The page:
Leaning against trees ~

Lately, I’ve taken to leaning against trees.

Not just any trees – but old gnarly trees.
Tall magnificent trees.
Trees that look like they’ve been there forever.

Trees with spirits.

I lean against these trees to get my spine as close as possible to the trunk of the trees – to get the energy of the tree, the spirits in the tree, into my chakras.

I’ve finally gone totally woo woo, right?
Maybe I have.

I would like to clarify – I’m not a tree hugger, I’m a tree leaner.

I look at some of these trees and I just know there are spirits within. Spirits with wisdom, spirits that can heal, spirits that can speak to me, if I listen.

Why not?

It’s something many indigenous peoples believe. They believe there are spirits in the rocks, and mountains and rivers and seas, too. That the earth is alive with spirits.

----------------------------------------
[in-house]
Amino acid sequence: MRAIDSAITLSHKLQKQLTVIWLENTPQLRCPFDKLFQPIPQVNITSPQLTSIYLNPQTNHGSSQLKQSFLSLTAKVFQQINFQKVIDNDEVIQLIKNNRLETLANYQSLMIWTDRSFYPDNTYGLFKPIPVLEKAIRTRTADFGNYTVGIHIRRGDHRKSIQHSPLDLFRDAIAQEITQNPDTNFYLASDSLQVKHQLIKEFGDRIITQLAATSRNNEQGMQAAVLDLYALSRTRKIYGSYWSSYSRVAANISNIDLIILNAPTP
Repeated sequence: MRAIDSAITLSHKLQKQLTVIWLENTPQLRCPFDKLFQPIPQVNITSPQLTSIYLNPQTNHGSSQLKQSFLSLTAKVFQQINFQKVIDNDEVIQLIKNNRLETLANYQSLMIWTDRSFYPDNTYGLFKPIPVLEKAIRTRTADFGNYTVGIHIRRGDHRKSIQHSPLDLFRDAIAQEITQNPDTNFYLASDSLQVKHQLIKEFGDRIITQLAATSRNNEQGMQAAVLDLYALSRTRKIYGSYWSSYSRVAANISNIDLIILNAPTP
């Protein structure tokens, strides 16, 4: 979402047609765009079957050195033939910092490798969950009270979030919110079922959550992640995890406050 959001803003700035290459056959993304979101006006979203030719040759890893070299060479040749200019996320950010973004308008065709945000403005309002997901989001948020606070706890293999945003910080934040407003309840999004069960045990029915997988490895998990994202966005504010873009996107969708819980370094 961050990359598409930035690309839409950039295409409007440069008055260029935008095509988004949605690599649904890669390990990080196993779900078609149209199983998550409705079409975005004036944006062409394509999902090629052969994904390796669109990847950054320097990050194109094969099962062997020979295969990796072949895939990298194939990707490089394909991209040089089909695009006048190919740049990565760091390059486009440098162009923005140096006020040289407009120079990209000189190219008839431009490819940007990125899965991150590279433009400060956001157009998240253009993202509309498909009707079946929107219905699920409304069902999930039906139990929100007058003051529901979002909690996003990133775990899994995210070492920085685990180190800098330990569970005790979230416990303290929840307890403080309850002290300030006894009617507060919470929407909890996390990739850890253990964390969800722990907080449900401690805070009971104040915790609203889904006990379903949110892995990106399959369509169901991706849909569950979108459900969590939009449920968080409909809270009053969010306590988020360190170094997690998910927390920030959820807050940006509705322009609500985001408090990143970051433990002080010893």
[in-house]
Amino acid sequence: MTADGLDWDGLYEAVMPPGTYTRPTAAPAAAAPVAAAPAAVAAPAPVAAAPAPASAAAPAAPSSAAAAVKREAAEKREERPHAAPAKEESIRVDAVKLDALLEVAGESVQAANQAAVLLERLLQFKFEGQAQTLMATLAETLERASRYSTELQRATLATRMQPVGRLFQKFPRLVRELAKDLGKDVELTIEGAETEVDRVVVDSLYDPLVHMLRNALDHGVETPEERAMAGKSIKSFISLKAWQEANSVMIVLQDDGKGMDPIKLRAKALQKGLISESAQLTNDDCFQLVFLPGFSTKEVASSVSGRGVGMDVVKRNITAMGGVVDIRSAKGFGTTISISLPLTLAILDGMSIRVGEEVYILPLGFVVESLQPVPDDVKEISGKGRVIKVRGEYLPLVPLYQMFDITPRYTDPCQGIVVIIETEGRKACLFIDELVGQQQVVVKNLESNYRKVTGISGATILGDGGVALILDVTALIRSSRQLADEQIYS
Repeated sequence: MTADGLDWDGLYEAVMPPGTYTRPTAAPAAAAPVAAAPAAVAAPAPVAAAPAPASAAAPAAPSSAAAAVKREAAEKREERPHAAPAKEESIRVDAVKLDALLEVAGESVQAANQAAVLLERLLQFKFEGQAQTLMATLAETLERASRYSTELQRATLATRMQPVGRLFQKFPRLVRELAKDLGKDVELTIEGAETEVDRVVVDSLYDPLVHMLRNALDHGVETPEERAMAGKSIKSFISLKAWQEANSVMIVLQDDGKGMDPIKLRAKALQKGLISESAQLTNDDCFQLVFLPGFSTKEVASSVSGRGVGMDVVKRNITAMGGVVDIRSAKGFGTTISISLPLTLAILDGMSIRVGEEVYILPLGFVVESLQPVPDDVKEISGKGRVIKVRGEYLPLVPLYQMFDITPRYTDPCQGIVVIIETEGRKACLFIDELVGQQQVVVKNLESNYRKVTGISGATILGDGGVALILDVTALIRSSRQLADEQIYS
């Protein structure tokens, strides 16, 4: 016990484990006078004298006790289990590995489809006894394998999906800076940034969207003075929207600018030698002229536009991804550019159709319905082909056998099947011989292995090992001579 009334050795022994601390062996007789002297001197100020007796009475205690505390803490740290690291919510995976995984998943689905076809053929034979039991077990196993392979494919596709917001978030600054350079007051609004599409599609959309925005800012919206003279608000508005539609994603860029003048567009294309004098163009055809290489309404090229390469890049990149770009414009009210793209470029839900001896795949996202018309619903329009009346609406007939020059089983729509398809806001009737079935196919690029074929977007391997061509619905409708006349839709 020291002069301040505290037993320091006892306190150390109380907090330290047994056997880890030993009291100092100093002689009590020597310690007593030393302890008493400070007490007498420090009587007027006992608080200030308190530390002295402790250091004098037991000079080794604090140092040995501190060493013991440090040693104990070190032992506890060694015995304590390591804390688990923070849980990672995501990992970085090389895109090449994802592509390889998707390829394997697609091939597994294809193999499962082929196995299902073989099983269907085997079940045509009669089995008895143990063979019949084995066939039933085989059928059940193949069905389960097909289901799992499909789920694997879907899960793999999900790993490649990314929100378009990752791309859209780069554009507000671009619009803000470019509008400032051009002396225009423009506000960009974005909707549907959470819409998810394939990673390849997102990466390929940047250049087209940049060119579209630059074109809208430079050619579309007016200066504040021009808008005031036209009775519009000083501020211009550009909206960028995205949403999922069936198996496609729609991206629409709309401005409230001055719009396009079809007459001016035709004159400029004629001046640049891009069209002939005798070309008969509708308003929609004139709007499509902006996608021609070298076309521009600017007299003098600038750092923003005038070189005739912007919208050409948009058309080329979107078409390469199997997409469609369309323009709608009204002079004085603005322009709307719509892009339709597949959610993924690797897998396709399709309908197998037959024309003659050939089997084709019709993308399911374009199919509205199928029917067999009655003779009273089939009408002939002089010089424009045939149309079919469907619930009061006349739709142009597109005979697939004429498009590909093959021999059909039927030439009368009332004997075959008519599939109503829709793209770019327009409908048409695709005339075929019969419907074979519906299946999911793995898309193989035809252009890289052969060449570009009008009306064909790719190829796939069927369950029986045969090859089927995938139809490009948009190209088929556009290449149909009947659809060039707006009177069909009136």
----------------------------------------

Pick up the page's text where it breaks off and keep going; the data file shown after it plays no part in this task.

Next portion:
And spirit. 

This is what I believe too.

So most days I walk. And where I live, in Mudgee, it’s a three minute walk to a magnificent park by a river – the park is full of old wise trees – and then it’s a ten minute walk before I’m out in amongst the vineyards, and the bush, where there are some glorious stands of very old white River Gums.

Often I see kangaroos, always I see flocks of beautiful native cockatoos and other birdlife. It fills me up, each time I go out for a walk.

Most days I walk at least 10kms, some days 15kms, and on Sunday’s 20kms. This kind of mileage takes time, and so being a person who doesn’t like to waste time, I listen to audiobooks. In this way I’ve “read” many of the classics – Dickens, Wilkie Collins, Herman Melville, the Bronte sisters, and so on – as well as Graham Greene, Hemingway, John le Carre, Ray Bradbury – and most of the Booker prize winners.

But my taste in literature is wide. I also try to read what’s in culture, so I’ve “read” all of the Twilight books, the Hunger Game books, and I managed to get through the first of the “Fifty Shades of Grey” books. That was enough for me. I got it…